* Samsung Global Bloggers’ comments are individual opinions and do not represent the official stance of Samsung Electronics.
Samsung Global Bloggers have been bringing you stories straight from the London. This is latest update from David Kim.
“Inspire a Generation” is London 2012’s official slogan, and the city’s dedication to inspiring the next generation of athletes was evident during the Olympic Ceremony, when seven young athletes with bright futures lit up the final torch at the Olympic Park. But, even those youngsters would not have been able to leave their mark on history if it were not for those who came before them in past Olympics. And at the British Library, you can find all about it.
The British Library is currently holding a special exhibition of Olympic memorabilia from past Games. Between July 25 and September 9, visitors can enjoy a large collection from past Olympics, with an emphasis on the 1908 and 1948 Olympics, which were held in London.
The exhibition emphasizes history and tradition. Pierre de Coubertin is prominently featured in the exhibition. Known as the father of the modern Olympic Games, he was outspoken in his support of sports in youths’ development, which eventually led to the first Olympic in 1896, held in Athens. He also founded the International Olympic Committee and became the first president.
In this exhibition, memorabilia from the 1908 and 1948 Olympics—both hosted by London— are displayed. Dominating the display are postcards and over 2500 stamps, with detailed explanations on how they came about and their history. Pictures of athletes, uniforms worn by athletes, and even medals won during those years are also featured.
Visitors can even watch a short video clip of the actual games of the 1908 and 1948 Olympic Games to get a sense of the past.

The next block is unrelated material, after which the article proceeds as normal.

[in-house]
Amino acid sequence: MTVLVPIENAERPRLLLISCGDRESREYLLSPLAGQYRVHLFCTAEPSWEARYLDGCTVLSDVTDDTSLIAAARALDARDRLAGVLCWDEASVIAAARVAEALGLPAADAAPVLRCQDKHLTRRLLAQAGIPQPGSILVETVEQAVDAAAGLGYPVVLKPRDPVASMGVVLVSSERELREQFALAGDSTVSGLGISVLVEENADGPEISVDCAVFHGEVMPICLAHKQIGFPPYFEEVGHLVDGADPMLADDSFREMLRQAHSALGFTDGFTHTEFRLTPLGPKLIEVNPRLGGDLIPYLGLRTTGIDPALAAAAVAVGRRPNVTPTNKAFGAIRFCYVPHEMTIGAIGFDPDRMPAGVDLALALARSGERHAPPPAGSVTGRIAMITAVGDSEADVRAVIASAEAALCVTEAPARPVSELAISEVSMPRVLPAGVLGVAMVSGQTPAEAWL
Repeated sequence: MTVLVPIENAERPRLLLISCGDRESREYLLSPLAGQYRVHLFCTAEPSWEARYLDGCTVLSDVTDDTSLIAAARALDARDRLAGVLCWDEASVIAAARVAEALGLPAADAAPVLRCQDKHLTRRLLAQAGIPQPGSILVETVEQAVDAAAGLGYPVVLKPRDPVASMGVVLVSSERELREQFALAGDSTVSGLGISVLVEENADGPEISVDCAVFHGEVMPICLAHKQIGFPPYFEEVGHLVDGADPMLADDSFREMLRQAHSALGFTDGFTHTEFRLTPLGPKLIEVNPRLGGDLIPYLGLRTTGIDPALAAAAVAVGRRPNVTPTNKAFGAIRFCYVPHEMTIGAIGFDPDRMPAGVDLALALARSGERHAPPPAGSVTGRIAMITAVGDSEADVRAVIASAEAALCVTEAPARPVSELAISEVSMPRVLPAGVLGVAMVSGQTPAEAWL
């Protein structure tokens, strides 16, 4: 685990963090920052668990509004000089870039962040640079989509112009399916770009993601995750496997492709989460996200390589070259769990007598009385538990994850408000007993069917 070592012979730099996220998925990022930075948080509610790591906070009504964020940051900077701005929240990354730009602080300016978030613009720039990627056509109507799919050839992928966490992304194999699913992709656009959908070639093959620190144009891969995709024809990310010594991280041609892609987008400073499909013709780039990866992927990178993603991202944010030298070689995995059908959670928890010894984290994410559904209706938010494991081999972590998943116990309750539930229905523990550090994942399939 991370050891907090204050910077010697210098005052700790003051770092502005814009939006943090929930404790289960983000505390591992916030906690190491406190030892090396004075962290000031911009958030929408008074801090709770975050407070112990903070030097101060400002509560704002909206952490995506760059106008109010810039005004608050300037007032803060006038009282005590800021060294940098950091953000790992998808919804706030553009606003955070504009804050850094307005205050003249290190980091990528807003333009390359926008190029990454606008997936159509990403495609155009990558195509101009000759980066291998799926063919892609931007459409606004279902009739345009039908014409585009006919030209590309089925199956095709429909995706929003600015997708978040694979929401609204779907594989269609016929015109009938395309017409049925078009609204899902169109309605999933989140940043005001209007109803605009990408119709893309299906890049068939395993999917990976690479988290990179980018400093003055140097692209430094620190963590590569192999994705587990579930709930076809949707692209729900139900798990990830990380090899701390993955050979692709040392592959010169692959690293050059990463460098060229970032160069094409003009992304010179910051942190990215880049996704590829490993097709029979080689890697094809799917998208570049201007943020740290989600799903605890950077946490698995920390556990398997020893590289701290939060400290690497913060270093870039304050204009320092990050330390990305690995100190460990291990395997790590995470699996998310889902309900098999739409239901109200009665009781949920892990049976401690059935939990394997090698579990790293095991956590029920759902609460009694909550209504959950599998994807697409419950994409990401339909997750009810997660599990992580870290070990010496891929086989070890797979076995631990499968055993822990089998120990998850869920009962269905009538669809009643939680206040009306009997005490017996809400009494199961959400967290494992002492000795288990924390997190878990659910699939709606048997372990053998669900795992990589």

Like the 1908 section, the 1948 Olympic section also focuses on stamps and postcards. In 1947, thirteen artists submitted 26 designs to be considered for the official stamp to commemorate the 1948 Olympic. All 26 designs, including four chosen by King George VI, can be seen at the library.
The library, of course, does not leave out this year’s Olympics. In the “present” section of the exhibition, stamps from various time periods leading up to the Games are shown. For instance, stamps to show support for London’s bid for the 2012 Olympic are displayed, which then lead into stamps aimed at uniting the British citizens and cheering on their athletes.
Carefully looking at the stamps and reading the details can teach a visitor the history of the Olympics and what London was going through during those time periods.
Personally, seeing uniforms and medals that were used more than 100 years ago was my favorite part of this exhibition. No avid sports fans would be disappointed by any of the displays here at the British library.
But it doesn’t matter whether you’re an avid sports fan, a casual fan, or not a sports fan at all. Londoner or not, everyone should stop by the British Library to check out this special exhibition. You can learn about the history of the Olympics and how memorabilia has changed since the early 19th century. There’s a saying; you have to know the past to understand the future. Well, we have to know our history if we want to inspire the next generation.